FFA CEO James Johnson says the A-League's successful season completion with relatively minimal setbacks is a credit to the sport and its players.
FFA chief executive James Johnson has lauded football's resilience as the A-League became Australia's first professional competition to complete its season after being shut down by the COVID-19 pandemic.
The A-League was suspended in late March, as the spread of coronavirus gradually forced world sport to be put on hold, but in late May A-League chiefs committed to seeing out the 2019-20 season.
Games resumed in July and Sydney FC's triumph in Sunday night's grand final capped off a successful return in a tight window.
"It's a further demonstration of the resilience of our code," Johnson told AAP.
"I think it's a further illustration of what the code can achieve when it's unified.
"We've seen all across the world, many football leagues that didn't complete the season. They threw the towel in.
"That's not been us; that's not been Australian football.
"... The other factor I take out of it that we are the first Australian professional competition to finish the season during COVID and I think that's a huge credit to our code."
The season restart, the majority of which was completed in a NSW hub, did not come without setbacks.
Melbourne Victory, Melbourne City and Western United twice failed to enter NSW in late-night scrambles in early July, forcing all three teams to undergo 14-day quarantine periods before seeing out their campaigns.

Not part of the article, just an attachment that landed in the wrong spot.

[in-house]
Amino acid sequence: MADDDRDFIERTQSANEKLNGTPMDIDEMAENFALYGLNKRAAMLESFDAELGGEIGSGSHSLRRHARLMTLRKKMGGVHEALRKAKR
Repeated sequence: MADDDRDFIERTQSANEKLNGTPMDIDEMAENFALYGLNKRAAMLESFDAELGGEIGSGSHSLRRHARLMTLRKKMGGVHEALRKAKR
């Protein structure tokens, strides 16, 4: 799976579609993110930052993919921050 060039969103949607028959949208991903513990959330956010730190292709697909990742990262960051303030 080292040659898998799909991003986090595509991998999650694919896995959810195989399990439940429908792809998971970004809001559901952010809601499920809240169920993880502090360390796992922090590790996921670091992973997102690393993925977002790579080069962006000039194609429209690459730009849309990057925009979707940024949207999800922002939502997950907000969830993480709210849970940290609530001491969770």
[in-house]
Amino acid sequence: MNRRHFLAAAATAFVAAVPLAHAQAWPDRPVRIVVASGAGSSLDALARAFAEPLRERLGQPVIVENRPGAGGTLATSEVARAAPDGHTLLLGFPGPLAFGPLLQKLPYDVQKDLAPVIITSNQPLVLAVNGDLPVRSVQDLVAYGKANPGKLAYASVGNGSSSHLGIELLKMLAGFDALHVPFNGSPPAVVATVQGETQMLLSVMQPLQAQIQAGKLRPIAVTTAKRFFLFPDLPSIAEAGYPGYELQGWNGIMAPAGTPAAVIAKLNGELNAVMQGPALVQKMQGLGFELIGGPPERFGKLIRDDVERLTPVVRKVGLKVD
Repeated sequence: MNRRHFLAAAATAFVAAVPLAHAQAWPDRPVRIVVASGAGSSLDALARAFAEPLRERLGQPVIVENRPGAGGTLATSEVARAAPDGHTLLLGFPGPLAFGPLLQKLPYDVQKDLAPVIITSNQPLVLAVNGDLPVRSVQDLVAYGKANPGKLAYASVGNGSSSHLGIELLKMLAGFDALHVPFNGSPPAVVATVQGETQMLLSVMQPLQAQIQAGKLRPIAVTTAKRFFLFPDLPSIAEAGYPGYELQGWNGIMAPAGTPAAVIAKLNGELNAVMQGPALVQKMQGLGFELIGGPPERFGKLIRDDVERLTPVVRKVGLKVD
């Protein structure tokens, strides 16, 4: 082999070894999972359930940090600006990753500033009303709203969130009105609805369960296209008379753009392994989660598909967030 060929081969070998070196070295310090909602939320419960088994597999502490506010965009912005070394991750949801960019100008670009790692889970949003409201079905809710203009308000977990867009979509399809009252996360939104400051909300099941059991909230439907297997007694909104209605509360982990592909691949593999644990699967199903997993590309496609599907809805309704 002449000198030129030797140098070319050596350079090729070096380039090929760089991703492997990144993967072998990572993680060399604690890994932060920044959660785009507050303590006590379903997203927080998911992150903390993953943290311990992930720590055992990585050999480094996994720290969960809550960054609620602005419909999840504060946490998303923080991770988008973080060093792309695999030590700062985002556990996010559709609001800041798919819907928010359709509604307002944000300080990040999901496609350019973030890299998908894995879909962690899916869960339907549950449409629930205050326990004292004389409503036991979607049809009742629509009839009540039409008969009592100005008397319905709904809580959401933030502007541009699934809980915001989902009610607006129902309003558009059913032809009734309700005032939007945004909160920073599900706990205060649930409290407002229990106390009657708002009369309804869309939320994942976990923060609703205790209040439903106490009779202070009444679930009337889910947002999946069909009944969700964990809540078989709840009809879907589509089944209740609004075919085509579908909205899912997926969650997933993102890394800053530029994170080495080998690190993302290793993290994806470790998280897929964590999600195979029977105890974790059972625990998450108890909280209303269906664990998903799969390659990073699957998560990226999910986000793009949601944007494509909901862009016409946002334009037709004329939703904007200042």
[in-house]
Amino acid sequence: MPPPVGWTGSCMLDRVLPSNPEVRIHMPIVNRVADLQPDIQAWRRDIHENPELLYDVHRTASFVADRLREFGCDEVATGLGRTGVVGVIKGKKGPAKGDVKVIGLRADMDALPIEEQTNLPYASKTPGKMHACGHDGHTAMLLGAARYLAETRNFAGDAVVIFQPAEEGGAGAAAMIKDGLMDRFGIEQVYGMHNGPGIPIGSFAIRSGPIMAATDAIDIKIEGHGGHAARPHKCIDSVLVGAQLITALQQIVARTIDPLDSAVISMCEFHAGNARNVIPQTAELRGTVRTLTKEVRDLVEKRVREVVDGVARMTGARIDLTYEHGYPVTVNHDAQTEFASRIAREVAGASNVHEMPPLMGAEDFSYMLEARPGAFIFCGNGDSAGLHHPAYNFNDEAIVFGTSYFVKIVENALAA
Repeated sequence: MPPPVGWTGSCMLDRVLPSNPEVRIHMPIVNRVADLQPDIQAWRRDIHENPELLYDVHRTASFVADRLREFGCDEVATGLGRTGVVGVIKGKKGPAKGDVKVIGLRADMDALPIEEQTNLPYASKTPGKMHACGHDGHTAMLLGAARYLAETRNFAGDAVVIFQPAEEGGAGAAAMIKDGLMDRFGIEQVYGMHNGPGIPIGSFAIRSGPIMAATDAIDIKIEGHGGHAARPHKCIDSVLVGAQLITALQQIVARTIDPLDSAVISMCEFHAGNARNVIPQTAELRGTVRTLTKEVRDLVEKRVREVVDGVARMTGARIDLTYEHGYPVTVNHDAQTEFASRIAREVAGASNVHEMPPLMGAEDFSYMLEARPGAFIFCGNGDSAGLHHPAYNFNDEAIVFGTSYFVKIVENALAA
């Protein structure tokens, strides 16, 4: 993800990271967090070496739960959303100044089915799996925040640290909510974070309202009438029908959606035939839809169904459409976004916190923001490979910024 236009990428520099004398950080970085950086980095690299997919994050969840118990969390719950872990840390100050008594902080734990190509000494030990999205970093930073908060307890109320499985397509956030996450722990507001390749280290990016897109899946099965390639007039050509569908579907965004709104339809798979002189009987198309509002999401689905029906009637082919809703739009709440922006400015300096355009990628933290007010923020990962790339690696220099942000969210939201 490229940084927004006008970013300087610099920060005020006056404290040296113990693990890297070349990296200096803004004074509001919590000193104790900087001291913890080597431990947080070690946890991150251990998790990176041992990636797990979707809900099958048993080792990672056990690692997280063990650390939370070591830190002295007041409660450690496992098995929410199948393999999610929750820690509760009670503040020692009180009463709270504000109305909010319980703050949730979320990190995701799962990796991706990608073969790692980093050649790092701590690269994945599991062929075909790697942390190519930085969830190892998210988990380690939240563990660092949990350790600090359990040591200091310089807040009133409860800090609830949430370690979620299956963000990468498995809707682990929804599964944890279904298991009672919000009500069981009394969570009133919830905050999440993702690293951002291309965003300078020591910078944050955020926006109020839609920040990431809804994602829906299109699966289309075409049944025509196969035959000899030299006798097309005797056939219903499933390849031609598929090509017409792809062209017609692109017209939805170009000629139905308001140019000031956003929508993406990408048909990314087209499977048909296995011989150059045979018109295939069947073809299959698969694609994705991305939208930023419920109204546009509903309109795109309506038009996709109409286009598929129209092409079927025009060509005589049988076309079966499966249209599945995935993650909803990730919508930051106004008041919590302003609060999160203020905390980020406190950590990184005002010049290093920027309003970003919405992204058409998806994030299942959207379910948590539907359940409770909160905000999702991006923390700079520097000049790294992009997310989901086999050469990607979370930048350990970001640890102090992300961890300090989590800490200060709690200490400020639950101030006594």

"The sport certainly learned a lesson with the players in Melbourne," Johnson said.
"I think the lesson was in this COVID environment, there is no room for complacency whatsoever."
Wellington Phoenix and Perth Sydney committed to entering a hub early, with the three Victorian teams, then Adelaide United and Brisbane Roar, following suit.
It saw players and staff separated from their families for weeks, while the Roar are now completing hotel quarantine after their return to Queensland.
The A-League has been relatively free of COVID-19 protocol breaches since the shutdown and Johnson lauded the players' commitment.
"The clubs have shown real grit, both in ownership and management level to get through this and the players have made a lot of sacrifices, not just economical sacrifices, but human sacrifices," Johnson said.
"They've had to leave their families for months on end, they've had to be part of a bubble.
"I think without the commitment of both the clubs and the players, we just simply wouldn't have finished."
There will be little time for football's governing body to rest, however, with planning under way for next season - the final year of the current Fox Sports broadcast deal.
The new campaign will begin in early 2021 - as opposed to a previously flagged December start date - with uncertainty around the duration of state border restrictions one of the key factors.
"Next year's A-League and W-League will start later," Johnson said.
"Most likely it will start in 2021, in the early periods.
"We're still settling on an exact date - for good reason - because this pandemic does change every week.
"So we've got some discussions, obviously with our broadcast partners around when the exact date will be.
"... The opportunity for our code in this pandemic is we're going to be able to see what the value is of the A-League playing most of its season at a time when the rest of the game is playing."